“Our standards are demanding and we have aggressive expectations about learning. The choice to enter the process of accreditation with us, which can take up to seven years to complete is not for schools content on operating locally.” It is for this reason that the AACSB will only be able to give approval to a small number of institutions over the coming years.


Operated by the European Foundation for Management Development (EFMD), an academia, business and public sector membership organization, the European Quality Improvement System or EQUIS is one of the world’s leading international systems of quality assessment, improvement and accreditation of management schools and business administrations.

Created in 1997 with the goal of developing an accreditation system aimed at business schools who’s mission was to permeate beyond their borders, it immediately amassed the support of big name European schools such as INSEAD and London Business School.

The EQUIS brand is not as well established in North America as AACSB and, for example, just seven Canadian schools tote EQUIS. Those that are included on the list have a commitment to developing partnerships in Europe and Asia, where the EQUIS name is common.


Out of the top three, the only accrediting body that concentrates solely on the quality and relevance of individual MBA programmes is the Association of MBAs (AMBA). AMBA is the impartial international authority on postgraduate business education in the world. Established in 1967 as global credentials for all MBA, DBA and MBM programmes. 

Dr Richard Owen, director of accreditation and business school services at AMBA says that AMBA requires their schools to only admit students who have three or more years of full-time work experience under their belts. The strength of AMBA’s accreditation is their acute focus on the MBA and value-added services for its members. Unlike AACSB, schools must be accredited to be a member. Members are entitled to market trend reports, networking and information exchange, deans and directors conferences and forums for marketing and administration training.


Do employers care about accreditation?

In short - yes! Accreditation raises the reputation of a business school among employers, which in turn means that attending an accredited school will make employers view your MBA degree as more reputable. 

As previously mentioned, triple crown accreditation can also increase the international visibility of a business school, which may be beneficial if your long-term career plans involve working in a different country to where you studied.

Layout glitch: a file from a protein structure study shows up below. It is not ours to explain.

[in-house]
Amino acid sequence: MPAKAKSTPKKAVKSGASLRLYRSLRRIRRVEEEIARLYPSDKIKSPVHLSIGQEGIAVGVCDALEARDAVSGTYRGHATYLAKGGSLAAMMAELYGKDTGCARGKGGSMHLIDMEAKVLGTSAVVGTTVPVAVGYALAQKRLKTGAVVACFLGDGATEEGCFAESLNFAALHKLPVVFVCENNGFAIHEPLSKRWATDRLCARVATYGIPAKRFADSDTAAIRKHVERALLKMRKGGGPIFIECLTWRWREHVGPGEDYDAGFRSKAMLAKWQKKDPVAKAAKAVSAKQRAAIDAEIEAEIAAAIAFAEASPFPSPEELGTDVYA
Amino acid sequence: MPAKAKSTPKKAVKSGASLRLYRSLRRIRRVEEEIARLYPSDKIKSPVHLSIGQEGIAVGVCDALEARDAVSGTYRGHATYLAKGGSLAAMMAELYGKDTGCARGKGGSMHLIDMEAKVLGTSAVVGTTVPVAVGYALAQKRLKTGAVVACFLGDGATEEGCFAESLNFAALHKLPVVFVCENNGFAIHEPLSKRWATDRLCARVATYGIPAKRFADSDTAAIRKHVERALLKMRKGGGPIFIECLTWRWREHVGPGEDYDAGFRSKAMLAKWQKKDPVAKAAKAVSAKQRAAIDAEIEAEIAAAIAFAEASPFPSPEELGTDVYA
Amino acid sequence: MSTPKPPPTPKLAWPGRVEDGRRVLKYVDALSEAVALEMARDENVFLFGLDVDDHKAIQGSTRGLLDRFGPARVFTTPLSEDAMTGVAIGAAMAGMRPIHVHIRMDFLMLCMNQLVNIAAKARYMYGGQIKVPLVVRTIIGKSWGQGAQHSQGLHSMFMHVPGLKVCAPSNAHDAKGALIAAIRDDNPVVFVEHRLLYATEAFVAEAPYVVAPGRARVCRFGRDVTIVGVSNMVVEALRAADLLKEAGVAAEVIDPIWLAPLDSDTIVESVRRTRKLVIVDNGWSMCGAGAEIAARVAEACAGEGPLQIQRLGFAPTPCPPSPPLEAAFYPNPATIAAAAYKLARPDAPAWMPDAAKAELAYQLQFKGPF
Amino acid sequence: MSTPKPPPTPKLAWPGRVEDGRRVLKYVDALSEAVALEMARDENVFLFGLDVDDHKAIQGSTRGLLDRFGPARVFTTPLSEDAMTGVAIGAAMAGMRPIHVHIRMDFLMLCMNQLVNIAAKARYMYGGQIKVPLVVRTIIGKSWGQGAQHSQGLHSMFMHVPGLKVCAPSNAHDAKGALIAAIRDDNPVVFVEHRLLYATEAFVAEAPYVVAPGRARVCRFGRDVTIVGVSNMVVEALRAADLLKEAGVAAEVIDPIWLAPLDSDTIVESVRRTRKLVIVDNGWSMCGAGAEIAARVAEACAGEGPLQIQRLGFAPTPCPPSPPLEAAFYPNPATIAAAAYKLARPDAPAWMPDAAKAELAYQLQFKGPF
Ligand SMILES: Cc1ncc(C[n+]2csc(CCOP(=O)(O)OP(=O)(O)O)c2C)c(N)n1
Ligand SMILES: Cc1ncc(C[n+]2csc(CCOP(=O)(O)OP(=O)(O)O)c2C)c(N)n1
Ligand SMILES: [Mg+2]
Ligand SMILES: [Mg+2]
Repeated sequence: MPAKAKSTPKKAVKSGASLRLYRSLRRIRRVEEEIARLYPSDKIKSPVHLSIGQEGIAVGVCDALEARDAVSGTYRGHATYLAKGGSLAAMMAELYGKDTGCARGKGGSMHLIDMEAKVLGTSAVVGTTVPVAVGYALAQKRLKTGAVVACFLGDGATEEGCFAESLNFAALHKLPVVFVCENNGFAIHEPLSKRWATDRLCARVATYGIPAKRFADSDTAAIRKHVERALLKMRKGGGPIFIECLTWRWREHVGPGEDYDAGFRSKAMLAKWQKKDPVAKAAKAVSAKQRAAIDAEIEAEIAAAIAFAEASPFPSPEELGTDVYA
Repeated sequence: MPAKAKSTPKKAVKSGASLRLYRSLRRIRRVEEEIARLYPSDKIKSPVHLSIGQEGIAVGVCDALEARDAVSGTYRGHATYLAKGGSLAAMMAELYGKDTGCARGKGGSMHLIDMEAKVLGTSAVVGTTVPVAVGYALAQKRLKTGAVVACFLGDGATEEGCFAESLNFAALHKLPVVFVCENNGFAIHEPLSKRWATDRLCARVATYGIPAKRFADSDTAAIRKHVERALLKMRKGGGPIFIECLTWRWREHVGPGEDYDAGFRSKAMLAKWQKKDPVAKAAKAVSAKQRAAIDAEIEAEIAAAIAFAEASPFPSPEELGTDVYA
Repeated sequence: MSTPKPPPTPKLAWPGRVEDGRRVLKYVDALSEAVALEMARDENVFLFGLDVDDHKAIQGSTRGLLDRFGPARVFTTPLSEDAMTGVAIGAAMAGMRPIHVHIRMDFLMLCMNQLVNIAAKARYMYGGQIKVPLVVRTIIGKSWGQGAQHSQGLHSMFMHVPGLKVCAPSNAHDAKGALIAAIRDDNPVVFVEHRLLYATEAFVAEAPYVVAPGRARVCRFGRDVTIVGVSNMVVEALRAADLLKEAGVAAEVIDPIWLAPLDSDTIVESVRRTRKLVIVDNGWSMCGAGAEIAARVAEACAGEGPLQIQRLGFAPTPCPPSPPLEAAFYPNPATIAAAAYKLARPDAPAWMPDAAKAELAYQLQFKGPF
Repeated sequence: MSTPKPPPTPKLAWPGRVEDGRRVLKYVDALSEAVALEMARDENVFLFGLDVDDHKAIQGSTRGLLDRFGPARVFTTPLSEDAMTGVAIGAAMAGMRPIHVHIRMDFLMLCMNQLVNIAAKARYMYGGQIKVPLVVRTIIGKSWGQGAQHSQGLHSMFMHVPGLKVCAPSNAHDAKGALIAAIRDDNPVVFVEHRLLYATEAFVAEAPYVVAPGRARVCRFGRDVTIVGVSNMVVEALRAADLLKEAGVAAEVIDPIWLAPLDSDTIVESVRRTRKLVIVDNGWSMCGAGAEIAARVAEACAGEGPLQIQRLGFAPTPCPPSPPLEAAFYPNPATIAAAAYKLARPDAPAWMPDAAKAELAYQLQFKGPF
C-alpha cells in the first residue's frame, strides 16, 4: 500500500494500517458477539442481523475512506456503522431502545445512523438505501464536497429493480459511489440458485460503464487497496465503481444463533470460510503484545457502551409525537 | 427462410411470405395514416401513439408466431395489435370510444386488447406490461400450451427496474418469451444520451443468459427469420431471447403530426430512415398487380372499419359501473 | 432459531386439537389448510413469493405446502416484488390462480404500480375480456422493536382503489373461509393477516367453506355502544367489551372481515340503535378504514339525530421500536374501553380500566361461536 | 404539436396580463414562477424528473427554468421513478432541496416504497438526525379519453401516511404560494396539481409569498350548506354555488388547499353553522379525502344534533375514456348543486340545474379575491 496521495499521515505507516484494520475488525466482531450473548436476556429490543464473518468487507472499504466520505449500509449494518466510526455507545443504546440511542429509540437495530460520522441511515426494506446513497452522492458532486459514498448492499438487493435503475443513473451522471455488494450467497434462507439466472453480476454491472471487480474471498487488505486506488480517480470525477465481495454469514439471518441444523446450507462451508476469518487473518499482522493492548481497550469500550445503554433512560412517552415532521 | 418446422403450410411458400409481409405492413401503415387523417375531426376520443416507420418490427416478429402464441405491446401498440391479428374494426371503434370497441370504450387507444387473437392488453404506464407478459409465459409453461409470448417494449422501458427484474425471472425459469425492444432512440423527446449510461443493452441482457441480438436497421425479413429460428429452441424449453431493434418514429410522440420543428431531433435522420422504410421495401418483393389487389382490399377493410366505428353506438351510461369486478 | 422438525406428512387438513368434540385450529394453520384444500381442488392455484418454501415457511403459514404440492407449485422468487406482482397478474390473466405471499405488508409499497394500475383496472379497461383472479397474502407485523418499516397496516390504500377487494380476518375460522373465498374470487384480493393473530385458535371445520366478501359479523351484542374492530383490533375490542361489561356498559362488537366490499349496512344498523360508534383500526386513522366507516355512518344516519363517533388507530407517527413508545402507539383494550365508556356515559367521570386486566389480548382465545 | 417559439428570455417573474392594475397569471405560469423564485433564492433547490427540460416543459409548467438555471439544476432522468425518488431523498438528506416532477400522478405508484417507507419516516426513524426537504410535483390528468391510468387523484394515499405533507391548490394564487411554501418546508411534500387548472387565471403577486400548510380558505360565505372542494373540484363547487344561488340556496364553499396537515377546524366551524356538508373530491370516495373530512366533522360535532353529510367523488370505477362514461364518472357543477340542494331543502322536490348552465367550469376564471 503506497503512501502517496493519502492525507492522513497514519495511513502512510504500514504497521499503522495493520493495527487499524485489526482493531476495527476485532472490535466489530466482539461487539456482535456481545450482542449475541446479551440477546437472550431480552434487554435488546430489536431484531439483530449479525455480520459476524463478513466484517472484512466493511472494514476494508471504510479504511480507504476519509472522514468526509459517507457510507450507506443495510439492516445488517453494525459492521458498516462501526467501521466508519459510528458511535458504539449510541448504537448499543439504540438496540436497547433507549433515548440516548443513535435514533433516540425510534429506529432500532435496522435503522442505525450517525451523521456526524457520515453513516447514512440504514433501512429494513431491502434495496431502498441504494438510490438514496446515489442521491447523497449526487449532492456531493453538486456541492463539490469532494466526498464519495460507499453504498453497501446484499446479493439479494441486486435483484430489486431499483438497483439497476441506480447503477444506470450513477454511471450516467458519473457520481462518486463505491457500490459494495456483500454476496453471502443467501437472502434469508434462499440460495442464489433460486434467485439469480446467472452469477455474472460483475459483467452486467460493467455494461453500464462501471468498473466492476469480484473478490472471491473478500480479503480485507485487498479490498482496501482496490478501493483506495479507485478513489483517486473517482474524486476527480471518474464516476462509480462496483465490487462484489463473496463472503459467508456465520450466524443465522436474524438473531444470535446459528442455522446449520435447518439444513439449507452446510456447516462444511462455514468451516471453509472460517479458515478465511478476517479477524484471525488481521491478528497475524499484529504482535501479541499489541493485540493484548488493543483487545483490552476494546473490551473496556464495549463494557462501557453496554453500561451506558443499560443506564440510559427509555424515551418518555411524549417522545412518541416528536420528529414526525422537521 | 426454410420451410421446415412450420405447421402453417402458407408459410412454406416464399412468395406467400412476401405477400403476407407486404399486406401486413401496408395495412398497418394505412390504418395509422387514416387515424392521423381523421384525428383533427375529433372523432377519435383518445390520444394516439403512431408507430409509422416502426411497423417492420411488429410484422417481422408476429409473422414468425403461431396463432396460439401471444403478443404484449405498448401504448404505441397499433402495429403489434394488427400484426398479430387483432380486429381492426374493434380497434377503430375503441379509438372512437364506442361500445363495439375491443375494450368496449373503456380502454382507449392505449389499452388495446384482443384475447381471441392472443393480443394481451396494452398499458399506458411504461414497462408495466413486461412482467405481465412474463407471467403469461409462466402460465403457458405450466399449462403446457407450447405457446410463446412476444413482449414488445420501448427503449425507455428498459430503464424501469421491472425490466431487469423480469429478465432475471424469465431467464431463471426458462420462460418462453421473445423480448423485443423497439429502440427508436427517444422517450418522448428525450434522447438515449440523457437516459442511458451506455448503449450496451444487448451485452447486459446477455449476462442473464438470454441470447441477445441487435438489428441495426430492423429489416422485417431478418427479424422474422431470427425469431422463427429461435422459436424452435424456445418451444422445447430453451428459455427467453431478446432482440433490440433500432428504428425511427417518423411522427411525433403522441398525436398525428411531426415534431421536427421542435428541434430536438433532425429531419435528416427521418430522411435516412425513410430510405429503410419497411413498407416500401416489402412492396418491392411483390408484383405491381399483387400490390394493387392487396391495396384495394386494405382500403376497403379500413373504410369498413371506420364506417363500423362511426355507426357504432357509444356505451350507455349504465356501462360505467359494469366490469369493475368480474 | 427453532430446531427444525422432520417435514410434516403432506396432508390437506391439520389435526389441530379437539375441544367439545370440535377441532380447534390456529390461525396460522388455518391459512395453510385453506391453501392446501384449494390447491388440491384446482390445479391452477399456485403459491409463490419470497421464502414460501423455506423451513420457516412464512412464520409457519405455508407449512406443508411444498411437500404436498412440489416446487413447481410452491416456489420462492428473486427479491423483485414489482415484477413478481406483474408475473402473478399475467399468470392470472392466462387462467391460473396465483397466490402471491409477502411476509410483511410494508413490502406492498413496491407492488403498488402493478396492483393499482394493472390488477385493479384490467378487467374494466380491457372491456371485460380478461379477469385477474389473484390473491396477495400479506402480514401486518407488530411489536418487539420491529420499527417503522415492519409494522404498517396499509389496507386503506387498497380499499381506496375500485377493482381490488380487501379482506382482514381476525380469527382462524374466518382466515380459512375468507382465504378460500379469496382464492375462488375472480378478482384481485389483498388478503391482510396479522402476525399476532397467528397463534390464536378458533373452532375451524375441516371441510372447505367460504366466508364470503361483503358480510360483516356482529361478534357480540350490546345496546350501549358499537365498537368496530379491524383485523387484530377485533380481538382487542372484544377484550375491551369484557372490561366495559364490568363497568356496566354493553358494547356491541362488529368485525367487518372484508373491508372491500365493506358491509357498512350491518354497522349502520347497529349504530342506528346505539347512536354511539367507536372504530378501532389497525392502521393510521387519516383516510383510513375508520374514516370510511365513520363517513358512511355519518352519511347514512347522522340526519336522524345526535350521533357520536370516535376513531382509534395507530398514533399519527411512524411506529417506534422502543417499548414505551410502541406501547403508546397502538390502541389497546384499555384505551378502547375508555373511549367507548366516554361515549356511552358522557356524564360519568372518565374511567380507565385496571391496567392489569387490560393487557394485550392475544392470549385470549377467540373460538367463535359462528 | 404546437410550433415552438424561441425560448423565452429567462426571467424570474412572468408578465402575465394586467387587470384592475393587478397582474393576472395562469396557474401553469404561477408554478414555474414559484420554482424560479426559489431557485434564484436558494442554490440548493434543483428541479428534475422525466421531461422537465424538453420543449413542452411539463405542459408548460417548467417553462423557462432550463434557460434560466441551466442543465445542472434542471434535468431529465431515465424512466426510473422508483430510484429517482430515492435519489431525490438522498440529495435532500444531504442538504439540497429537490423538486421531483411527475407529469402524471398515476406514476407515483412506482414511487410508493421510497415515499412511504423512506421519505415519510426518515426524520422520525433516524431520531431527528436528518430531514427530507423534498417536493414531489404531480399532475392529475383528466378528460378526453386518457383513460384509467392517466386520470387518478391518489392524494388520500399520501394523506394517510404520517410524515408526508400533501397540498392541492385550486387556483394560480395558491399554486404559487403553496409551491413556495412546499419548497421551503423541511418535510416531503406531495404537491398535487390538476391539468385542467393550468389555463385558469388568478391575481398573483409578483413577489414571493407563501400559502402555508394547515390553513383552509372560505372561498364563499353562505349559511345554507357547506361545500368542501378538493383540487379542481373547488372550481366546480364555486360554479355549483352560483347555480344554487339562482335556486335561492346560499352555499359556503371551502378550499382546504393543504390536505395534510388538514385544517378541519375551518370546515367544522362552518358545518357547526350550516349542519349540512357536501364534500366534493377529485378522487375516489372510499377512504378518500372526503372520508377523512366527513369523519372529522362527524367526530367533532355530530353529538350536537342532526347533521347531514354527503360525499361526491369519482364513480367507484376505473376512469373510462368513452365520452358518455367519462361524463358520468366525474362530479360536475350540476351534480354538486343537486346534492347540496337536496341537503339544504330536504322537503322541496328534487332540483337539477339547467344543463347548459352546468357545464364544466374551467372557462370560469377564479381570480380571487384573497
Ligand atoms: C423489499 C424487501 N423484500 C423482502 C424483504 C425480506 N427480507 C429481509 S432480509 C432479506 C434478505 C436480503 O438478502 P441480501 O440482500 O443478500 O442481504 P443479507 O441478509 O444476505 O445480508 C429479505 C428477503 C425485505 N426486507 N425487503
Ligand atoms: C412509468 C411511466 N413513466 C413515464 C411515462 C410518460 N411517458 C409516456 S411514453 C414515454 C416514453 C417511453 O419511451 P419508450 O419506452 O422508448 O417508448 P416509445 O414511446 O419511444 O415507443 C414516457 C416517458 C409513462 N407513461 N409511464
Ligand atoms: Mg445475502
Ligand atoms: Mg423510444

Does it matter if your MBA is accredited?

Having an accreditation means that the teaching at a business school has been certified as reaching a certain standard by a third party. While this doesn't mean the MBA experience at an unaccredited school is worse, you perhaps would need to rely on other sources of information (speaking to alumni, meeting a school at an event) to ascertain if their MBA programme was right for you.

Is a non-accredited MBA worth it?

The accreditation process is not straightforward, so there may be valid reasons why a school hasn't pursued accreditation and it's a question you should consider asking when applying to a non-accredited school. While an MBA will almost always provide a clear ROI and help you progress in your career, the quality of education and reputation of an institution are two crucial factors in ensuring you achieve the outcomes you desire and a non-accredited MBA offers fewer guarantees.

Which accreditation is better for the UK?

Of the three accreditations mentioned above, one is not necessarily better than another. EQUIS originated in Europe and therefore is more common among UK business schools, but that doesn't mean it's 'better'. Arguably possessing multiple accreditations is more important and as of 2023 over 20 UK business schools hold triple crown accreditation, including Alliance Manchester Business School, Imperial College Business School and University of Strathclyde Business School.

What impact does accreditation have on a business school?

By achieving accreditation, a business school has reached a high level of standard which must then be continually maintained, a process which can help ensure consistent levels of quality teaching over many years.

Wilfred Mijnhardt, Policy Director at the Rotterdam School of Management, told the QS EduData Summit 2023: "New people now come into different sectors of the school and they can step into an existing system of logic. You can build a narrative of continuous development and consistency with accreditation."

Photo by Jeremy McGilvrey on Unsplash